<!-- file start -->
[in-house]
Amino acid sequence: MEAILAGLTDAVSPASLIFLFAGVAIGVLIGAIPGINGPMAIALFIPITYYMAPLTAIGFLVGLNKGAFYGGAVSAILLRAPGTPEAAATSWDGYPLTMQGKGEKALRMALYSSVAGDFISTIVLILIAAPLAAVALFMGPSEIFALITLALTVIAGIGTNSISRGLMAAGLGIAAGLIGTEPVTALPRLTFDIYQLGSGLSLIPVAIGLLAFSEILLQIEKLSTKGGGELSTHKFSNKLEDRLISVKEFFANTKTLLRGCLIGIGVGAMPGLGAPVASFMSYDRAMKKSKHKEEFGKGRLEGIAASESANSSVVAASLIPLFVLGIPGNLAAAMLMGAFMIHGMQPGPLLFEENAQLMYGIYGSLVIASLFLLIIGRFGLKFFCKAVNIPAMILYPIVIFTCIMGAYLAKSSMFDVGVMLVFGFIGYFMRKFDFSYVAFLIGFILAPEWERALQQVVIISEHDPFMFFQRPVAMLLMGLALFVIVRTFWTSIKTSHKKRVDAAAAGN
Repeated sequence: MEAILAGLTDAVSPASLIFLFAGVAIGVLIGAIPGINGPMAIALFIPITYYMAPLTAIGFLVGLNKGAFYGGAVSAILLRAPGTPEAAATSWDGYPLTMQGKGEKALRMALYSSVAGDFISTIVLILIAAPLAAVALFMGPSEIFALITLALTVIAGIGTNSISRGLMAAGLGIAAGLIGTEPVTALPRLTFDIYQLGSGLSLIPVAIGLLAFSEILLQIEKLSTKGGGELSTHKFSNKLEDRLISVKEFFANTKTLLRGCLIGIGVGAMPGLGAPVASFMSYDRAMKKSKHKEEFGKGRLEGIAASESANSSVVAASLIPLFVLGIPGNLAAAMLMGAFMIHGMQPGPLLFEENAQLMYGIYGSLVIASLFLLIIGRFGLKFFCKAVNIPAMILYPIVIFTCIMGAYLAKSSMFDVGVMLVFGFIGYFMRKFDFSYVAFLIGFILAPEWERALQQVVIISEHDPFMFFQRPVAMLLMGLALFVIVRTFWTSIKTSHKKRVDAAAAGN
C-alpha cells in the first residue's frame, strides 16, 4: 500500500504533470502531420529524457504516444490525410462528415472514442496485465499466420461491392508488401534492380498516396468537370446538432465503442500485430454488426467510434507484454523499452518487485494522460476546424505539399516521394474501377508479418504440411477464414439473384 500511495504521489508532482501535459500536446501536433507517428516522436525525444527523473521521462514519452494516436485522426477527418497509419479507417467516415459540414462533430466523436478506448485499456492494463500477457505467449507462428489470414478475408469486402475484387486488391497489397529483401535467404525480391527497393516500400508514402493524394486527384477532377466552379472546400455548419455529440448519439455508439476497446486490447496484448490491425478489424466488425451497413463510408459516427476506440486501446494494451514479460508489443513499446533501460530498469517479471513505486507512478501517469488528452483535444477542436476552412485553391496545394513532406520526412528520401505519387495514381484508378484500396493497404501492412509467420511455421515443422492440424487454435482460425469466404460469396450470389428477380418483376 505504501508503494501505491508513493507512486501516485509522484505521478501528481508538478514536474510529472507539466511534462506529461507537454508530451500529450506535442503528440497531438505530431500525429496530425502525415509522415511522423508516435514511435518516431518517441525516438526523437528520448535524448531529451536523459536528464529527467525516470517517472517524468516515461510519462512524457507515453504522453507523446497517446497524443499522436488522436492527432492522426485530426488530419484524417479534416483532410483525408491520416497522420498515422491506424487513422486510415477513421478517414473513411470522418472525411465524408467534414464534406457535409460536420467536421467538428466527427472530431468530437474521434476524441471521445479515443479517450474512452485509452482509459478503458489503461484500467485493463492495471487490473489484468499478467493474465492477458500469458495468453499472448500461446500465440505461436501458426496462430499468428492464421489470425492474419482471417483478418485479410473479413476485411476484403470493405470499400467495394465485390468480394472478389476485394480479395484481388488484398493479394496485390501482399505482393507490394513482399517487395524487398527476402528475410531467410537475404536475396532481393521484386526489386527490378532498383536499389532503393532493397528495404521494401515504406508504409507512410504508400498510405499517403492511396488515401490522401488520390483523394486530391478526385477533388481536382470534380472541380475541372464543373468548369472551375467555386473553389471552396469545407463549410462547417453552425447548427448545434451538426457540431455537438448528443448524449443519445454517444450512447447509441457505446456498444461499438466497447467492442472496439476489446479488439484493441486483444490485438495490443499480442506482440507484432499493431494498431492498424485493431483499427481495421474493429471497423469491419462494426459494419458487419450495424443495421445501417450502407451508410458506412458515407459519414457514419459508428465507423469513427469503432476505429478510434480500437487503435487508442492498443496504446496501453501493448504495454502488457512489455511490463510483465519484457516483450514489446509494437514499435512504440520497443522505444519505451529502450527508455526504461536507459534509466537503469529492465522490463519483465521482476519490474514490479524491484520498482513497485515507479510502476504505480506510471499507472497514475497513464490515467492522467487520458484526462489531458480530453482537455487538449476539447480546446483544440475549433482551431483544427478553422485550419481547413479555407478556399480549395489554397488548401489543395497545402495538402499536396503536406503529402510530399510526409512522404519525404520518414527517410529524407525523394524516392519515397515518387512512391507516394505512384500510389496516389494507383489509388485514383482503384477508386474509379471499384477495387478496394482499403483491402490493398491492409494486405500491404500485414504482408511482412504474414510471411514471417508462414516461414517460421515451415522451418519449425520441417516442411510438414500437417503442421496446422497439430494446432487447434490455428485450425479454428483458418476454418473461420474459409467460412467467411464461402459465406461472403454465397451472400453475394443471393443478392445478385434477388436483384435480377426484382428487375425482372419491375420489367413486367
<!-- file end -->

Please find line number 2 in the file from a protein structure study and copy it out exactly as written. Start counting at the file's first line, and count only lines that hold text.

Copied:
Amino acid sequence: MEAILAGLTDAVSPASLIFLFAGVAIGVLIGAIPGINGPMAIALFIPITYYMAPLTAIGFLVGLNKGAFYGGAVSAILLRAPGTPEAAATSWDGYPLTMQGKGEKALRMALYSSVAGDFISTIVLILIAAPLAAVALFMGPSEIFALITLALTVIAGIGTNSISRGLMAAGLGIAAGLIGTEPVTALPRLTFDIYQLGSGLSLIPVAIGLLAFSEILLQIEKLSTKGGGELSTHKFSNKLEDRLISVKEFFANTKTLLRGCLIGIGVGAMPGLGAPVASFMSYDRAMKKSKHKEEFGKGRLEGIAASESANSSVVAASLIPLFVLGIPGNLAAAMLMGAFMIHGMQPGPLLFEENAQLMYGIYGSLVIASLFLLIIGRFGLKFFCKAVNIPAMILYPIVIFTCIMGAYLAKSSMFDVGVMLVFGFIGYFMRKFDFSYVAFLIGFILAPEWERALQQVVIISEHDPFMFFQRPVAMLLMGLALFVIVRTFWTSIKTSHKKRVDAAAAGN